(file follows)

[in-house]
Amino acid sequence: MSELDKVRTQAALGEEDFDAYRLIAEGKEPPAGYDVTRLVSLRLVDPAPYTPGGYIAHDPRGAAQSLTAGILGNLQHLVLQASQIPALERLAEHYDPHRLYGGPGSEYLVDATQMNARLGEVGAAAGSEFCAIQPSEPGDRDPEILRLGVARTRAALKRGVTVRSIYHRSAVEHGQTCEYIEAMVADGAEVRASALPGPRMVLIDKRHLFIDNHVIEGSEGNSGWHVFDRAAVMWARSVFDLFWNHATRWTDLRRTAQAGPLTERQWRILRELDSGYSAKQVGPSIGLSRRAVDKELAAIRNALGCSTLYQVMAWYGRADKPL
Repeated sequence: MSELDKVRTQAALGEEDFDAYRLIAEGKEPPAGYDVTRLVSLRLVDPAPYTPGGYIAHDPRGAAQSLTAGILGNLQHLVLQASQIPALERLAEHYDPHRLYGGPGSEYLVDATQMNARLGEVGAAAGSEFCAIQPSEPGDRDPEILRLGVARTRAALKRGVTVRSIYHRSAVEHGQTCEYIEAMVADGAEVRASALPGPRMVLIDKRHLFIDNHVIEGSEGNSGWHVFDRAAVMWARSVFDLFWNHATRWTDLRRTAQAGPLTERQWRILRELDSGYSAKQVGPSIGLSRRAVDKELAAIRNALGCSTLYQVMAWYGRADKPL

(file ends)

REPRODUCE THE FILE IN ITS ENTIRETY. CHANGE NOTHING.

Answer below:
[in-house]
Amino acid sequence: MSELDKVRTQAALGEEDFDAYRLIAEGKEPPAGYDVTRLVSLRLVDPAPYTPGGYIAHDPRGAAQSLTAGILGNLQHLVLQASQIPALERLAEHYDPHRLYGGPGSEYLVDATQMNARLGEVGAAAGSEFCAIQPSEPGDRDPEILRLGVARTRAALKRGVTVRSIYHRSAVEHGQTCEYIEAMVADGAEVRASALPGPRMVLIDKRHLFIDNHVIEGSEGNSGWHVFDRAAVMWARSVFDLFWNHATRWTDLRRTAQAGPLTERQWRILRELDSGYSAKQVGPSIGLSRRAVDKELAAIRNALGCSTLYQVMAWYGRADKPL
Repeated sequence: MSELDKVRTQAALGEEDFDAYRLIAEGKEPPAGYDVTRLVSLRLVDPAPYTPGGYIAHDPRGAAQSLTAGILGNLQHLVLQASQIPALERLAEHYDPHRLYGGPGSEYLVDATQMNARLGEVGAAAGSEFCAIQPSEPGDRDPEILRLGVARTRAALKRGVTVRSIYHRSAVEHGQTCEYIEAMVADGAEVRASALPGPRMVLIDKRHLFIDNHVIEGSEGNSGWHVFDRAAVMWARSVFDLFWNHATRWTDLRRTAQAGPLTERQWRILRELDSGYSAKQVGPSIGLSRRAVDKELAAIRNALGCSTLYQVMAWYGRADKPL